Peace is hard work

By Mathias Maurer, April 2015

“Why are there still wars?” Pascal suddenly asks at breakfast. I almost choke on my cereal. For a moment I do not know what to say.

The class 7 pupil sees the daily paper lying on the table each morning. The front page photos from crisis zones have become noticeably more frequent in recent weeks – there have never been more wars than in our time.

“People cannot find any other way to resolve their conflicts,” I say a little lamely. “But no one in the world seriously wants war,” Pascal continues. “Most people probably don’t but if you’re really angry you might well,” I respond, adding: ”There is always a scapegoat on whom people can take out their frustration. Then it is always the other person’s fault – you know what it’s like.” – “Yes, but I don’t kill them as a result!” Pascal answers indignantly. “Of course you don’t, but there are people who don’t have any inhibitions in that respect and in some parts of the world life is cheap.” I don’t want to paint the world as too black and wonder how I can end on a positive note.

Pascal is quicker than me: “The day before yesterday I had a fight with Frederick in class 8. He was teasing me all day. He’s really mean. So I let him have it.” – “And …?”, I wait. “Now he has a black eye,” Pascal admits. “And do you feel better as a result?” I ask. “Not really, I’m worried that he will lie in wait for me somewhere with his pals for revenge,” he says finally. “So what do you intend to do now?” I ask. “I don’t know …,” Pascal clearly feels uncomfortable.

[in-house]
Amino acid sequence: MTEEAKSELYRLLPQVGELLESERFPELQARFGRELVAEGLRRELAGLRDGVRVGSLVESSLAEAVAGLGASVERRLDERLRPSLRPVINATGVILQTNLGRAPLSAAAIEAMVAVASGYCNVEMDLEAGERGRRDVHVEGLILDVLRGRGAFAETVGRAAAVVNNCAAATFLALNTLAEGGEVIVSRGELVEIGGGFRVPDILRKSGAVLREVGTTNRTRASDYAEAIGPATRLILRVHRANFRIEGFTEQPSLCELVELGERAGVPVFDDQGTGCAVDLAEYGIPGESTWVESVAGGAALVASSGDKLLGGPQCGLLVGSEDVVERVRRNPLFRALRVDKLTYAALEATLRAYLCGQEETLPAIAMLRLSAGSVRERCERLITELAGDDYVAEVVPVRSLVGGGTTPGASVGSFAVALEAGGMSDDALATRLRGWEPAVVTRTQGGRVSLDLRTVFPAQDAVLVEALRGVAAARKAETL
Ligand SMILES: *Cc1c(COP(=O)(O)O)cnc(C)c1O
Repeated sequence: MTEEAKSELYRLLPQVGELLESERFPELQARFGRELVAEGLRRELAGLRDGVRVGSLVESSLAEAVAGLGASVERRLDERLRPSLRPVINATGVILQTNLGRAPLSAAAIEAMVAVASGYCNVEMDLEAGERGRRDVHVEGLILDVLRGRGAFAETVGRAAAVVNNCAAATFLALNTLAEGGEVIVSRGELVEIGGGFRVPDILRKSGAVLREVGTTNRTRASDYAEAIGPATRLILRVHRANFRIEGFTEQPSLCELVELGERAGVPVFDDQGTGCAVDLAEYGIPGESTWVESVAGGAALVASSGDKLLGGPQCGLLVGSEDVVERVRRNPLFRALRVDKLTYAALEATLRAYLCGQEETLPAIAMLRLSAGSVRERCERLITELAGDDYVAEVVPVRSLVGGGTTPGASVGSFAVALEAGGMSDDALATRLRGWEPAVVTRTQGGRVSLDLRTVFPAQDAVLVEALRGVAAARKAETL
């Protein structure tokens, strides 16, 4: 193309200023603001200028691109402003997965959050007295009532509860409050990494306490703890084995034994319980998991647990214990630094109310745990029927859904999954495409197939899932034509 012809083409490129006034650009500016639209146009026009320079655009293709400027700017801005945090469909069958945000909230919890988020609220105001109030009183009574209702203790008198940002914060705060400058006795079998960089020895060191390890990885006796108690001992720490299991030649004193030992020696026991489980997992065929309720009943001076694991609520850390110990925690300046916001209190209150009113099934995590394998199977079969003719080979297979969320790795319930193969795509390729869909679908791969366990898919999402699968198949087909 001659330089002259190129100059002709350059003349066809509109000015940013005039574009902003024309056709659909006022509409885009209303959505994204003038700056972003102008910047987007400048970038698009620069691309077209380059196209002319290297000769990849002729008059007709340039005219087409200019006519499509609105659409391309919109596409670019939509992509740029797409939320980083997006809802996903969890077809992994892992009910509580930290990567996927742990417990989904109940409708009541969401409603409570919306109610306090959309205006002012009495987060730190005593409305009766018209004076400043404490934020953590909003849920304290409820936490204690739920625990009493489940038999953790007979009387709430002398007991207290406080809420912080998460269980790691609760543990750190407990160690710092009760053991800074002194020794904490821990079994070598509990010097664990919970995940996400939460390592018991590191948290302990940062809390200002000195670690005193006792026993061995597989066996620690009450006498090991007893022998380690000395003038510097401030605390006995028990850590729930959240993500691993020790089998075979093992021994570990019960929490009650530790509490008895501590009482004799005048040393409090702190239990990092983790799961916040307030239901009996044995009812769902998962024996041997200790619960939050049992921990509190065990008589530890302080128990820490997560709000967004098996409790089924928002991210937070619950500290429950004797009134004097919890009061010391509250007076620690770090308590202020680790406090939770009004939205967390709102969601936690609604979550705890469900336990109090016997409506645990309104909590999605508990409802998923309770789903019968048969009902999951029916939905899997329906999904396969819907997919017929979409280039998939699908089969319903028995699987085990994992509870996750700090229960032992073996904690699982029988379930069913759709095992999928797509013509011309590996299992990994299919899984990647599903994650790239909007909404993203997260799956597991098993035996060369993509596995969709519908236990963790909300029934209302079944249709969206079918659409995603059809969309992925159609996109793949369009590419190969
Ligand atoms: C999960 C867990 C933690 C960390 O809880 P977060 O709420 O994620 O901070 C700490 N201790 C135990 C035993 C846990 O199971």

“Could you have solved the problem in some other way?” I ask. “Not really, at least he’s leaving me in peace now,” he asserts. “How about if you’d stayed cool ...?” I try again. “That would have been useless, he wouldn’t have stopped needling me, he really made me angry ... he got what was coming to him …” – “Can you imagine that other young people feel just like you?”

I did not intend to keep going on at him but I was genuinely interested. “Of course,” is the immediate response. “I think adults, too, can feel the same way,” I add, thinking: war happens all by itself and peace requires real hard work ... “Oh, that sounds really hard,” says Pascal as if he had read my thoughts. We clear the breakfast table in silence.


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